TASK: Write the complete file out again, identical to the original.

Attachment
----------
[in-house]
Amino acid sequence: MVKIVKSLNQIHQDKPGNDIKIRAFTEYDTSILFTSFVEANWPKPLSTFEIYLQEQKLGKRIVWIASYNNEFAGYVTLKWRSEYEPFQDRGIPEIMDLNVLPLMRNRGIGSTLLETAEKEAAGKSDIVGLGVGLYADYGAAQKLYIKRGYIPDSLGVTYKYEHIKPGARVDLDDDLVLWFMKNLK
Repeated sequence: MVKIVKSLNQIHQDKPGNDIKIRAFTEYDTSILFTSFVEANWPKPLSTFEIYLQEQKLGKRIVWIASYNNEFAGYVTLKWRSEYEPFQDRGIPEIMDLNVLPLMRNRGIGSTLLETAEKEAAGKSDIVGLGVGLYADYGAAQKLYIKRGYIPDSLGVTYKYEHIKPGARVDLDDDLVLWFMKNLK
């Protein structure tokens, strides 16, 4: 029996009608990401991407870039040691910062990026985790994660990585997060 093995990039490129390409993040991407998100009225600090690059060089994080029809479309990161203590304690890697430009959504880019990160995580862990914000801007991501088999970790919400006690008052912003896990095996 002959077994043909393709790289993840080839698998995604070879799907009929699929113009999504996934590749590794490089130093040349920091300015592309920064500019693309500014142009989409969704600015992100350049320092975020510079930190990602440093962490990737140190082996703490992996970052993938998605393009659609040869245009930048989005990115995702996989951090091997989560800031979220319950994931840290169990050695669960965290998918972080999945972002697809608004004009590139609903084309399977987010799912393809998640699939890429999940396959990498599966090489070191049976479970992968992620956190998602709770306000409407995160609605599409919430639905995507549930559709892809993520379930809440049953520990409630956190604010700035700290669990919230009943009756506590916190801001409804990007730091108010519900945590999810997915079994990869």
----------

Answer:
[in-house]
Amino acid sequence: MVKIVKSLNQIHQDKPGNDIKIRAFTEYDTSILFTSFVEANWPKPLSTFEIYLQEQKLGKRIVWIASYNNEFAGYVTLKWRSEYEPFQDRGIPEIMDLNVLPLMRNRGIGSTLLETAEKEAAGKSDIVGLGVGLYADYGAAQKLYIKRGYIPDSLGVTYKYEHIKPGARVDLDDDLVLWFMKNLK
Repeated sequence: MVKIVKSLNQIHQDKPGNDIKIRAFTEYDTSILFTSFVEANWPKPLSTFEIYLQEQKLGKRIVWIASYNNEFAGYVTLKWRSEYEPFQDRGIPEIMDLNVLPLMRNRGIGSTLLETAEKEAAGKSDIVGLGVGLYADYGAAQKLYIKRGYIPDSLGVTYKYEHIKPGARVDLDDDLVLWFMKNLK
């Protein structure tokens, strides 16, 4: 029996009608990401991407870039040691910062990026985790994660990585997060 093995990039490129390409993040991407998100009225600090690059060089994080029809479309990161203590304690890697430009959504880019990160995580862990914000801007991501088999970790919400006690008052912003896990095996 002959077994043909393709790289993840080839698998995604070879799907009929699929113009999504996934590749590794490089130093040349920091300015592309920064500019693309500014142009989409969704600015992100350049320092975020510079930190990602440093962490990737140190082996703490992996970052993938998605393009659609040869245009930048989005990115995702996989951090091997989560800031979220319950994931840290169990050695669960965290998918972080999945972002697809608004004009590139609903084309399977987010799912393809998640699939890429999940396959990498599966090489070191049976479970992968992620956190998602709770306000409407995160609605599409919430639905995507549930559709892809993520379930809440049953520990409630956190604010700035700290669990919230009943009756506590916190801001409804990007730091108010519900945590999810997915079994990869």